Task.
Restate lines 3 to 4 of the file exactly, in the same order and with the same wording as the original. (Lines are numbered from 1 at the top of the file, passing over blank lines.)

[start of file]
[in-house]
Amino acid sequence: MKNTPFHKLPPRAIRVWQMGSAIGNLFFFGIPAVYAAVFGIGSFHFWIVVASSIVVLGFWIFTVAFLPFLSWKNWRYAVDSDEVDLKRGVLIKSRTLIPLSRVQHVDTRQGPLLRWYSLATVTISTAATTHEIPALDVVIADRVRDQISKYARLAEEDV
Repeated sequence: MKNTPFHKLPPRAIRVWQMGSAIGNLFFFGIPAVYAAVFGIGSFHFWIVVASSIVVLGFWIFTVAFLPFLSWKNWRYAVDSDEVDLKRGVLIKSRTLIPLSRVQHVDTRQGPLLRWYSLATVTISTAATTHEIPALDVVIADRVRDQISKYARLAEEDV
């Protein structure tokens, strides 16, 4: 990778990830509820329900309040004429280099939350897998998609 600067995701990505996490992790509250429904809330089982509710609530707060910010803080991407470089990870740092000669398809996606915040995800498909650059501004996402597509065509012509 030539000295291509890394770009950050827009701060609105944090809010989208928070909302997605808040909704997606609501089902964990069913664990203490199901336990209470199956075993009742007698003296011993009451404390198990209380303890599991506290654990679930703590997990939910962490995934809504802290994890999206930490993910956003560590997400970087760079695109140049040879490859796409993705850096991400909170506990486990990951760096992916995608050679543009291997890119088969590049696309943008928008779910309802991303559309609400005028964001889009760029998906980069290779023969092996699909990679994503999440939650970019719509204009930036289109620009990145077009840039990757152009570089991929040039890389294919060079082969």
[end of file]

Repeated sequence: MKNTPFHKLPPRAIRVWQMGSAIGNLFFFGIPAVYAAVFGIGSFHFWIVVASSIVVLGFWIFTVAFLPFLSWKNWRYAVDSDEVDLKRGVLIKSRTLIPLSRVQHVDTRQGPLLRWYSLATVTISTAATTHEIPALDVVIADRVRDQISKYARLAEEDV
């Protein structure tokens, strides 16, 4: 990778990830509820329900309040004429280099939350897998998609 600067995701990505996490992790509250429904809330089982509710609530707060910010803080991407470089990870740092000669398809996606915040995800498909650059501004996402597509065509012509 030539000295291509890394770009950050827009701060609105944090809010989208928070909302997605808040909704997606609501089902964990069913664990203490199901336990209470199956075993009742007698003296011993009451404390198990209380303890599991506290654990679930703590997990939910962490995934809504802290994890999206930490993910956003560590997400970087760079695109140049040879490859796409993705850096991400909170506990486990990951760096992916995608050679543009291997890119088969590049696309943008928008779910309802991303559309609400005028964001889009760029998906980069290779023969092996699909990679994503999440939650970019719509204009930036289109620009990145077009840039990757152009570089991929040039890389294919060079082969």